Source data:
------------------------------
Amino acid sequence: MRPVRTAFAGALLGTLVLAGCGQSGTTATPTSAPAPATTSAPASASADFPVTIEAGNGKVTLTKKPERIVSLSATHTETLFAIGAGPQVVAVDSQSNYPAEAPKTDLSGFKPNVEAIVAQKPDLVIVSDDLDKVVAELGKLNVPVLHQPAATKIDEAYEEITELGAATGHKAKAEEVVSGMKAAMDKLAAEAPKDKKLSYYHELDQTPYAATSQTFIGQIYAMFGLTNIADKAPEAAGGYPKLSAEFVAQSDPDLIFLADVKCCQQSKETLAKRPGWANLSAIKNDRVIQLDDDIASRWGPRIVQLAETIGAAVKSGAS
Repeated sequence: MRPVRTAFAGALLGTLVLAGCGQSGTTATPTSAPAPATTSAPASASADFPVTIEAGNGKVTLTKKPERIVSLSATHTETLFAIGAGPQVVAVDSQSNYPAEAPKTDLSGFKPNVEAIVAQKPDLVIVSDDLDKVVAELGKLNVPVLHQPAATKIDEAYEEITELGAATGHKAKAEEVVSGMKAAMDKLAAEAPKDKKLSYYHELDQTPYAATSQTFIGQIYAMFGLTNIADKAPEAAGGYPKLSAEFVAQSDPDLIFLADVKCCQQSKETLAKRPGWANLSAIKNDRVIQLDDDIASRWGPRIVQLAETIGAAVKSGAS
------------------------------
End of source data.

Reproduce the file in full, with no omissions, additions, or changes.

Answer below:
Amino acid sequence: MRPVRTAFAGALLGTLVLAGCGQSGTTATPTSAPAPATTSAPASASADFPVTIEAGNGKVTLTKKPERIVSLSATHTETLFAIGAGPQVVAVDSQSNYPAEAPKTDLSGFKPNVEAIVAQKPDLVIVSDDLDKVVAELGKLNVPVLHQPAATKIDEAYEEITELGAATGHKAKAEEVVSGMKAAMDKLAAEAPKDKKLSYYHELDQTPYAATSQTFIGQIYAMFGLTNIADKAPEAAGGYPKLSAEFVAQSDPDLIFLADVKCCQQSKETLAKRPGWANLSAIKNDRVIQLDDDIASRWGPRIVQLAETIGAAVKSGAS
Repeated sequence: MRPVRTAFAGALLGTLVLAGCGQSGTTATPTSAPAPATTSAPASASADFPVTIEAGNGKVTLTKKPERIVSLSATHTETLFAIGAGPQVVAVDSQSNYPAEAPKTDLSGFKPNVEAIVAQKPDLVIVSDDLDKVVAELGKLNVPVLHQPAATKIDEAYEEITELGAATGHKAKAEEVVSGMKAAMDKLAAEAPKDKKLSYYHELDQTPYAATSQTFIGQIYAMFGLTNIADKAPEAAGGYPKLSAEFVAQSDPDLIFLADVKCCQQSKETLAKRPGWANLSAIKNDRVIQLDDDIASRWGPRIVQLAETIGAAVKSGAS